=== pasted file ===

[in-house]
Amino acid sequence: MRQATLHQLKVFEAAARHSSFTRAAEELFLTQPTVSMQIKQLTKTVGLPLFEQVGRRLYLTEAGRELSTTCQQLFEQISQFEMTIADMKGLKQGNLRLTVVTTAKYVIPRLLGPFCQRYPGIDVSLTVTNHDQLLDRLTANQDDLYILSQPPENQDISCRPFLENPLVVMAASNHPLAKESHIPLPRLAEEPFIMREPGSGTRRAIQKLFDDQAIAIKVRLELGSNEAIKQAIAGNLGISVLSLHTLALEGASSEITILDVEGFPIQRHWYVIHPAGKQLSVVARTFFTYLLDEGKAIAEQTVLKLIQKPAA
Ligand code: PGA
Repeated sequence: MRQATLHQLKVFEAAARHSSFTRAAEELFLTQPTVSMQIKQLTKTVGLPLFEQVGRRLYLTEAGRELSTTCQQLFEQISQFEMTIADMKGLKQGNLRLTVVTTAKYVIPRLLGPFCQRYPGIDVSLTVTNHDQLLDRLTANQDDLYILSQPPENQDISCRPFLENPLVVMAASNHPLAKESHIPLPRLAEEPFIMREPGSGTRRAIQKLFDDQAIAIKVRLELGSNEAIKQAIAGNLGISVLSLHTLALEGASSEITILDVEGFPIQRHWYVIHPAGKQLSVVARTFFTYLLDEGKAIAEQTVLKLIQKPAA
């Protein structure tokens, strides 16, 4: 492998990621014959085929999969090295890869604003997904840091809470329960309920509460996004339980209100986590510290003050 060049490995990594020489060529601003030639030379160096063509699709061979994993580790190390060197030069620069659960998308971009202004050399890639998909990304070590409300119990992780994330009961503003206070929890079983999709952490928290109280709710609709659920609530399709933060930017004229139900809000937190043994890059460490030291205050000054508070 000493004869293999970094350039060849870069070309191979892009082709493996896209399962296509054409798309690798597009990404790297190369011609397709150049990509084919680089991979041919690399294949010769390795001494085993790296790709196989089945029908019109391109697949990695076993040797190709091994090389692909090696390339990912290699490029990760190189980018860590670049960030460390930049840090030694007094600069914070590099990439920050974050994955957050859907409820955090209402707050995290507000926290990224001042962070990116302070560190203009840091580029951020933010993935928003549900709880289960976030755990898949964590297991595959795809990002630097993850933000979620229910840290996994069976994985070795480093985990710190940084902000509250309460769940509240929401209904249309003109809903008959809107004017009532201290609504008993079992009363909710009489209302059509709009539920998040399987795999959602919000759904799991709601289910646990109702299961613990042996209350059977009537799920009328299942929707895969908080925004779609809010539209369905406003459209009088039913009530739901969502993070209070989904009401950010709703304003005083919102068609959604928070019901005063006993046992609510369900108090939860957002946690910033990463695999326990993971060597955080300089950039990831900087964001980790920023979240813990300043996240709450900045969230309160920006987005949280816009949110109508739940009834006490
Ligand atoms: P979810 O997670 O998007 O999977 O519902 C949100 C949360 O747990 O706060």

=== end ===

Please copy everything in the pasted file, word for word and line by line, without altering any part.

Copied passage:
[in-house]
Amino acid sequence: MRQATLHQLKVFEAAARHSSFTRAAEELFLTQPTVSMQIKQLTKTVGLPLFEQVGRRLYLTEAGRELSTTCQQLFEQISQFEMTIADMKGLKQGNLRLTVVTTAKYVIPRLLGPFCQRYPGIDVSLTVTNHDQLLDRLTANQDDLYILSQPPENQDISCRPFLENPLVVMAASNHPLAKESHIPLPRLAEEPFIMREPGSGTRRAIQKLFDDQAIAIKVRLELGSNEAIKQAIAGNLGISVLSLHTLALEGASSEITILDVEGFPIQRHWYVIHPAGKQLSVVARTFFTYLLDEGKAIAEQTVLKLIQKPAA
Ligand code: PGA
Repeated sequence: MRQATLHQLKVFEAAARHSSFTRAAEELFLTQPTVSMQIKQLTKTVGLPLFEQVGRRLYLTEAGRELSTTCQQLFEQISQFEMTIADMKGLKQGNLRLTVVTTAKYVIPRLLGPFCQRYPGIDVSLTVTNHDQLLDRLTANQDDLYILSQPPENQDISCRPFLENPLVVMAASNHPLAKESHIPLPRLAEEPFIMREPGSGTRRAIQKLFDDQAIAIKVRLELGSNEAIKQAIAGNLGISVLSLHTLALEGASSEITILDVEGFPIQRHWYVIHPAGKQLSVVARTFFTYLLDEGKAIAEQTVLKLIQKPAA
């Protein structure tokens, strides 16, 4: 492998990621014959085929999969090295890869604003997904840091809470329960309920509460996004339980209100986590510290003050 060049490995990594020489060529601003030639030379160096063509699709061979994993580790190390060197030069620069659960998308971009202004050399890639998909990304070590409300119990992780994330009961503003206070929890079983999709952490928290109280709710609709659920609530399709933060930017004229139900809000937190043994890059460490030291205050000054508070 000493004869293999970094350039060849870069070309191979892009082709493996896209399962296509054409798309690798597009990404790297190369011609397709150049990509084919680089991979041919690399294949010769390795001494085993790296790709196989089945029908019109391109697949990695076993040797190709091994090389692909090696390339990912290699490029990760190189980018860590670049960030460390930049840090030694007094600069914070590099990439920050974050994955957050859907409820955090209402707050995290507000926290990224001042962070990116302070560190203009840091580029951020933010993935928003549900709880289960976030755990898949964590297991595959795809990002630097993850933000979620229910840290996994069976994985070795480093985990710190940084902000509250309460769940509240929401209904249309003109809903008959809107004017009532201290609504008993079992009363909710009489209302059509709009539920998040399987795999959602919000759904799991709601289910646990109702299961613990042996209350059977009537799920009328299942929707895969908080925004779609809010539209369905406003459209009088039913009530739901969502993070209070989904009401950010709703304003005083919102068609959604928070019901005063006993046992609510369900108090939860957002946690910033990463695999326990993971060597955080300089950039990831900087964001980790920023979240813990300043996240709450900045969230309160920006987005949280816009949110109508739940009834006490
Ligand atoms: P979810 O997670 O998007 O999977 O519902 C949100 C949360 O747990 O706060």